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By Emily Butselaar / 3 August 2012
One year after heroic human rights activist Ales Bialiatski was arrested and jailed on politically-motivated charges, Index asks you to take action in solidarity
Tomorrow (4 August) is the first anniversary of the arrest of Ales Bialiatski, one of the best known human rights activists in Belarus, who is currently serving a four-and-a-half year prison sentence.
“I received a letter from him last week,” she says, with sorrow in her voice. “Ales reminisces about events of the past and thinks of his friends and family. But there is nothing about his present condition. He just says he is all right. Anything more would give the prison censors an excuse to ban the letter.”
Natallia says that the last year has been “crossed out” from her life. “At first I tried hard to accept the fact that he is behind bars and attempted to adapt myself to the situation. But it is really impossible to get used to this.”
Bialiatski, 50, launched the Human Rights Centre Viasna in 1996. Since then it has grown into the leading human rights organisation in Belarus and has provided help to hundreds of its citizens, including political prisoners, their families and others oppressed by the state. The authorities withdrew its official registration in 2003, but Bialatski and his colleagues continued their work. He has been elected vice-president of the International Federation for Human Rights and has been nominated several times for the Nobel Peace Prize, most recently in 2011.
Bialiatski was arrested on 4 August 2011 on charges of tax evasion. The income on which he was found guilty of not paying taxes had in fact been used to support the activities of his organisation after it lost its official status. It is obvious that his four-and-a-half-year prison sentence is punishment for his principled stance in support of civic freedoms in Belarus.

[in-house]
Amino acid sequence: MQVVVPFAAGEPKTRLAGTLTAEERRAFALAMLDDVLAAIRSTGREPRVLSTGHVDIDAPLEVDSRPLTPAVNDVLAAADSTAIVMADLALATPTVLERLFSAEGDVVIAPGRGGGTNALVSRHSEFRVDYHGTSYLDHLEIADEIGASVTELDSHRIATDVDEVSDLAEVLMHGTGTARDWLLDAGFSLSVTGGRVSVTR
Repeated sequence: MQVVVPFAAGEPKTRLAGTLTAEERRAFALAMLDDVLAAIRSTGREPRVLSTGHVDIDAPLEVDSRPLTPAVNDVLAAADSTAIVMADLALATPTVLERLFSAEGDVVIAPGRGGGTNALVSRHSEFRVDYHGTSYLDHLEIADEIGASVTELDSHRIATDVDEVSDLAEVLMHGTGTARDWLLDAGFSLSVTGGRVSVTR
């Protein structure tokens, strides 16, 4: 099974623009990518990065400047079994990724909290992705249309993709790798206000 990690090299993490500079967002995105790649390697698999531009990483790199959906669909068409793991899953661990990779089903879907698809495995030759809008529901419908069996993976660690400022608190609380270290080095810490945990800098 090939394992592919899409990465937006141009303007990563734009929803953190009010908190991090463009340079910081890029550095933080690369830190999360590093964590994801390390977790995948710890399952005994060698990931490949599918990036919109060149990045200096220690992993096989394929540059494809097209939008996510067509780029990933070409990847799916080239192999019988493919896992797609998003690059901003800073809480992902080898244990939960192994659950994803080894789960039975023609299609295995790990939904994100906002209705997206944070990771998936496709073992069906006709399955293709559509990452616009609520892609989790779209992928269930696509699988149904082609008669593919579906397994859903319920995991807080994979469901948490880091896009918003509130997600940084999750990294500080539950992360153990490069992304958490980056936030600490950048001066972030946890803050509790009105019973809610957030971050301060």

“He is in prison for all of us, for all human rights movement of Belarus,” says Tacciana Raviaka, a Viasna colleague. “I remember exactly what he told me when the police detained him a year ago: ‘Keep Viasna going!’ His words still ring out for all of us here. We keep on with our work. They can’t stop us. They can’t stop what Ales believes in even when he is behind bars.”
It appears that the authorities are still afraid of the man they imprisoned. They have refused to permit a single demonstration in support of Bialiatski anywhere in the country.
“This isn’t just a reflection on the limits on the freedom of assembly in our country,” says Raviaka. “It is done to hide the truth that Viasna is still working. We are not afraid and we have not given up. We are keeping up the fight for our leader and all other political prisoners in Belarus.”
Despite the attempts to suppress the protests, Bialiatski feels the solidarity and support of people outside his prison cell.
“He keeps receiving letters and postcards, both from Belarus and abroad, from people he knows and complete strangers. These words of solidarity and human concern really help,” says Natallia Pinchuk.
Send a postcard or a letter of support to Ales Bialiatski at the following address:
Папраўчая калонія №2, атрад №14
вул. Сікорскага, 1, г. Бабруйск
213800, Магілёўская вобласць
Shakespeare and his role in protest and dissent is the theme of next issue’s Index on Censorship magazine Staging Shakespearean Dissent; Plays That Protest, Provoke and Slip by the Censors. With articles from Simon Callow, Tom Holland, interviews with Janet Suzman and Bollywood’s Aparna Sen. Also Trumbo writer John McNamara on what Hollywood won’t screen.